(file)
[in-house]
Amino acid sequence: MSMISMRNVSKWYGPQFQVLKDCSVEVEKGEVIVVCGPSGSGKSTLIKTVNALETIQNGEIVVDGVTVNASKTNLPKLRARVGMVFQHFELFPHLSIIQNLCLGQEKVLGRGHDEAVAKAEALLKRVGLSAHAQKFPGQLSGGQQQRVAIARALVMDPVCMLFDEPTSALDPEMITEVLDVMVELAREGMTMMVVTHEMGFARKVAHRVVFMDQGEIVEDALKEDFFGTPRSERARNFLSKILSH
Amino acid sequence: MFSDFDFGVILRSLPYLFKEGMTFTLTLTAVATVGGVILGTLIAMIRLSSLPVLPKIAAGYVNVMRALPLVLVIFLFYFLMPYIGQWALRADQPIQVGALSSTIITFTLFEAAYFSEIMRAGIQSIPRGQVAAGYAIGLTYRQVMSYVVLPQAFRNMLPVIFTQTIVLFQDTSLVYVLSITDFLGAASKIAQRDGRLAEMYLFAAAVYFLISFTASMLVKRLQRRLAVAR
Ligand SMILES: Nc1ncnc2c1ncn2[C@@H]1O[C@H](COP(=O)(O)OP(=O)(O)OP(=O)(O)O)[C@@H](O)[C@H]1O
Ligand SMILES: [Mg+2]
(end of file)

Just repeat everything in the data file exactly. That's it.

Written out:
[in-house]
Amino acid sequence: MSMISMRNVSKWYGPQFQVLKDCSVEVEKGEVIVVCGPSGSGKSTLIKTVNALETIQNGEIVVDGVTVNASKTNLPKLRARVGMVFQHFELFPHLSIIQNLCLGQEKVLGRGHDEAVAKAEALLKRVGLSAHAQKFPGQLSGGQQQRVAIARALVMDPVCMLFDEPTSALDPEMITEVLDVMVELAREGMTMMVVTHEMGFARKVAHRVVFMDQGEIVEDALKEDFFGTPRSERARNFLSKILSH
Amino acid sequence: MFSDFDFGVILRSLPYLFKEGMTFTLTLTAVATVGGVILGTLIAMIRLSSLPVLPKIAAGYVNVMRALPLVLVIFLFYFLMPYIGQWALRADQPIQVGALSSTIITFTLFEAAYFSEIMRAGIQSIPRGQVAAGYAIGLTYRQVMSYVVLPQAFRNMLPVIFTQTIVLFQDTSLVYVLSITDFLGAASKIAQRDGRLAEMYLFAAAVYFLISFTASMLVKRLQRRLAVAR
Ligand SMILES: Nc1ncnc2c1ncn2[C@@H]1O[C@H](COP(=O)(O)OP(=O)(O)OP(=O)(O)O)[C@@H](O)[C@H]1O
Ligand SMILES: [Mg+2]